Richard Pryor and Virginia Boyd Pryor – Relationship to Dallas Pryors

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This the time of year when I usually take a break from the Pryors. This year I’ve had several projects that took me in another direction, so summer is here and I’m getting back to the Pryors.

Last year I wrote about Richard Pryor and his wife Virginia Boyd Pryor of Hempstead County, AR. I was pondering the relationship of Charles R. Pryor of Dallas, the executor of Virginia’s estate in 1865. So I went back to confirm what is known of Richard Pryor. His grave marker in Hempstead County is extremely helpful.

Richard Pryor
Was born in Annsville, VA (that’s in Dinwiddie County)
on April 18, 1798
Died at Gilmer, TX (that’s in Upshur County)
Oct. 19 , 1864
FATHER

Virginia’s will made provisions that the remains of her husband and daughter be brought to the family burial plot after her death. The photo of Richard’s grave on FindAGrave.com shows he is buried with Virginia and daughter Elizabeth Anne Pryor Blankhead Lytle Stockdale.

Richard is the same Richard Pryor who was one of the executors of Texan revolutionary Benjamin R Milam’s estate. Milam’s will turned up on Antiques Roadshow in 2014! (see: http://in-context-of-history/did-you-catch-the-pryor-name-on-antiques-roadshow-tonight/) Durrell Boyd witnessed the Milam will—online trees show him as the brother of Virginia Boyd Pryor. Milam’s mother was a Boyd. Richard likely owned land in Texas as Virginia’s will referred to land in Jackson Co., TX and Richard was the executor of his son-in-law James T. Lytle’s estate per the will signed in Calhoun, TX in 1854. Richard’s grave marker states he died in TX.

Richard Pryor is the same man who was the executor of James Durrell’s estate (see http://virginia-pryors/richard-pryor-executor-of-the-estate-of-james-durell/)—Durrell was the grandfather of Virginia Boyd Pryor. I also found Richard Pryor in an 1836 VA Chancery Court Case – Richard Pryor and Virginia His Wife, Durrell Boyd, Conrad S Boyd Wm H. Boyd, and Henry C Boyd vs. Patrick H Foster and Others. The case states Richard PRYOR was again noted as the executor of the estate of James Durrell. “That Virginia the wife of the said Richard Pryor, C. S. Boyd, , Wm H. Boyd, and Nancy C. Boyd, are the only remaining heirs and devises of James Durrell.”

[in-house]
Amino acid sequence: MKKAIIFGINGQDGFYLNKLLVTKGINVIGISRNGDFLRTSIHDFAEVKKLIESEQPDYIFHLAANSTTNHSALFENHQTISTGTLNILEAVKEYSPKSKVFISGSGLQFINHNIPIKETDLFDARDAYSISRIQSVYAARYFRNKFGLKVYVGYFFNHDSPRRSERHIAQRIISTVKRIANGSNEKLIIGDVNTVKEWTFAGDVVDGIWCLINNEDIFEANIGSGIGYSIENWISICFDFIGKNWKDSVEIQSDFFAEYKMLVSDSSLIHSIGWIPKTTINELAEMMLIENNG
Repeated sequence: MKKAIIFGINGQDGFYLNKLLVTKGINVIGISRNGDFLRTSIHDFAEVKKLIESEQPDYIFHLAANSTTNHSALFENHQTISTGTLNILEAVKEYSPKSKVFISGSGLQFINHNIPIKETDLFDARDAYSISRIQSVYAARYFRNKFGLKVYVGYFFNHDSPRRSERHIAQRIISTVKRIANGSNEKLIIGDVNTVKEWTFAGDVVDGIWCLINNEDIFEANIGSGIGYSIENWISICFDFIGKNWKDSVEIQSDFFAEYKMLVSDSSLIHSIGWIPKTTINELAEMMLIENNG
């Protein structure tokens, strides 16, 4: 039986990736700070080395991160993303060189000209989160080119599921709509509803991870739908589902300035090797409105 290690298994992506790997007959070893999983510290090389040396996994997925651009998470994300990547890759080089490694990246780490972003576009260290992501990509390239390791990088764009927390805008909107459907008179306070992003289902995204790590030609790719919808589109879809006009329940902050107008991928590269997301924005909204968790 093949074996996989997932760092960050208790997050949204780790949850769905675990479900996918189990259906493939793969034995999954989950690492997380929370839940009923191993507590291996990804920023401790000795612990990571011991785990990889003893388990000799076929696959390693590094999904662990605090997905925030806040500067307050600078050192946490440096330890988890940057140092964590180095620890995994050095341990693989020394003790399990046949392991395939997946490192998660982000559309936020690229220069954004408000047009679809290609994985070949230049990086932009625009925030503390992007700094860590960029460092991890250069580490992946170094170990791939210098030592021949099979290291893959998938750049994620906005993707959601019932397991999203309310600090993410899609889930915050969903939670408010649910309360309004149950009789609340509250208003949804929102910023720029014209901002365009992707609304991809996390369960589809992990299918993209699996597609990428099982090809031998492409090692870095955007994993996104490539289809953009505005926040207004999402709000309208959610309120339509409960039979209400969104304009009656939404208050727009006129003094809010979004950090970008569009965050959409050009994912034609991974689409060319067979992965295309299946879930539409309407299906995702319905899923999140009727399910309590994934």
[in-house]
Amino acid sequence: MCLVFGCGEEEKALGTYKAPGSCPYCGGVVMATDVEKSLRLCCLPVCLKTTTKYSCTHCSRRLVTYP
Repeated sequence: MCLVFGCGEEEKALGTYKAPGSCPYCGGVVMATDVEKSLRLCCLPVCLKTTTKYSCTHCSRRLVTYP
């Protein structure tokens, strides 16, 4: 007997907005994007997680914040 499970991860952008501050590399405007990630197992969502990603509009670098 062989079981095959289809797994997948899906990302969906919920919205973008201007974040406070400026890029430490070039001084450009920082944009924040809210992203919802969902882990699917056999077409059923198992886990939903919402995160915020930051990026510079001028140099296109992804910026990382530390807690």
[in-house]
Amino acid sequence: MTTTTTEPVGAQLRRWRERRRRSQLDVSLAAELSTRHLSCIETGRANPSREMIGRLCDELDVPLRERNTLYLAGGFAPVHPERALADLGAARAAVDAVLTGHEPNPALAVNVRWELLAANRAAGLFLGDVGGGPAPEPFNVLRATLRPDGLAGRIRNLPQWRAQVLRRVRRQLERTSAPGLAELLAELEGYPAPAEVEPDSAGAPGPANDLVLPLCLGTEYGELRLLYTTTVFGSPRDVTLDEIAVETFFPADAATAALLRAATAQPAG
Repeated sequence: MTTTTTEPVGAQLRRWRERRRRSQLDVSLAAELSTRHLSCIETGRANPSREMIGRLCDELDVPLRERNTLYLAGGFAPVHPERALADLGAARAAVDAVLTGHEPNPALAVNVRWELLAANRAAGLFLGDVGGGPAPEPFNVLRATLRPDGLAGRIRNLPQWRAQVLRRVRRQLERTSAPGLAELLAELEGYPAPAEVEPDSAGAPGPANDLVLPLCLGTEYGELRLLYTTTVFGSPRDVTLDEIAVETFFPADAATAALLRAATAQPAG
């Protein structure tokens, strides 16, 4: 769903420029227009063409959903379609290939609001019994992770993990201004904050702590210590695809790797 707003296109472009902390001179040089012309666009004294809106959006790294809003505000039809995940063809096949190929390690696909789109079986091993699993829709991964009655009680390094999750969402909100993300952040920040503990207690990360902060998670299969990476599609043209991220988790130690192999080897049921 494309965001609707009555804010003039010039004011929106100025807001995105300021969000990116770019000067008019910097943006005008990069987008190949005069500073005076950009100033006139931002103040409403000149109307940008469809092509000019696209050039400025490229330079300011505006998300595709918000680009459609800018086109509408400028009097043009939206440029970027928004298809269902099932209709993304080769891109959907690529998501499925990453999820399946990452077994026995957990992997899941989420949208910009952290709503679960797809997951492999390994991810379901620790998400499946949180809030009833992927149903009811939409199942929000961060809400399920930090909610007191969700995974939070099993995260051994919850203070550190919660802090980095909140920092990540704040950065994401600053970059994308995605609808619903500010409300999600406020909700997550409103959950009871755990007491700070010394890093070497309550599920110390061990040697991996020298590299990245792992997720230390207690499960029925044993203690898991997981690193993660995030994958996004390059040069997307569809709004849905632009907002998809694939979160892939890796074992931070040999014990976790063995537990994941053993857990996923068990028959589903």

Does this bring us closer to knowing Richard’s relationship to Charles R. Pryor?

Well, we know from the grave markers that Elizabeth Ann was Richard and Virginia’s FIRST child born in October 1822. It’s interesting that James Durrell wrote his will in the same month and year. Charles R. Pryor was born ten years later than Elizabeth, so it’s possible that he was a sibling.

However, I found perhaps an account of Charles R Pryor that is 30 year past being contemporary (Charles was active in Dallas in 1860-1865). The book titled Memorial and Biographical History of Dallas County, Texas: Containing a History of this Important Section of the Great State of Texas, from the Earliest Period of Its Occupancy to the Present Time … and Biographical Mention of Many of Its Pioneers, and Also of Prominent Citizens of To-day was published in 1892 and on Google Books. It’s the only source I can find that states a relationship between Charles R Pryor and Samuel B Pryor, the first mayor of Dallas. It states that Samuel arrived in Dallas around 1846 and his brother, Charles, joined him there 4 years later. It confirms that Samuel died there (he’s buried in the Pioneer Cemetery) but offers no further information about Charles. The book also states they were both doctors and “scions of an old Virginia family.”

samuel b pryor doctor ad
Dallas Herald, 9 February 1856

Samuel B Pryor and Charles R. Pryor advertised their medical practice in the Dallas Herald (see above image), which helps to confirm that they had a relationship that went beyond being two Pryor men found in the same town on a census record.

If we believe the Hempstead County grave markers that Elizabeth Ann was born “First” in 1822 and we also believe that Samuel and Charles were brothers, then Samuel’s year of birth makes him too old to be a son of Richard and Virginia Pryor. On the 1850 and 1860 Census Samuel Pryor’s age was recorded as 30 and 40 which places his year of birth as 1820. This conflicts with the grave marker that states Elizabeth Ann was the first born in 1822. Elizabeth was counted as Elizabeth Blankhead on the 1850 census, age 27. She was living with her parents in 1860, age 36.

The Hempstead County grave markers also throw shade on another piece of Pryor history. Richard Pryor is mentioned in the extracts from The Virginia Magazine of History and Biography in 1899 (see Google Books). The book says Richard “moved to Arkansas, where he died.” The markers say he died in Texas rather than Arkansas.

Samuel B. Pryor’s obit was published in the Dallas Herald on October 20, 1866. It reported he was born in Lawrenceville, Brunswick County, VA on August 19, 1820. That certainly coincides with his ages on the TX census. Since Charles worked for the Dallas Herald — did he provide details or write the actual obituary? I’ve suspected that Samuel and Charles were sons of Philip Pryor in Brunswick County. Could be. If Samuel and Charles were Philip’s sons they would be Richard’s second cousins.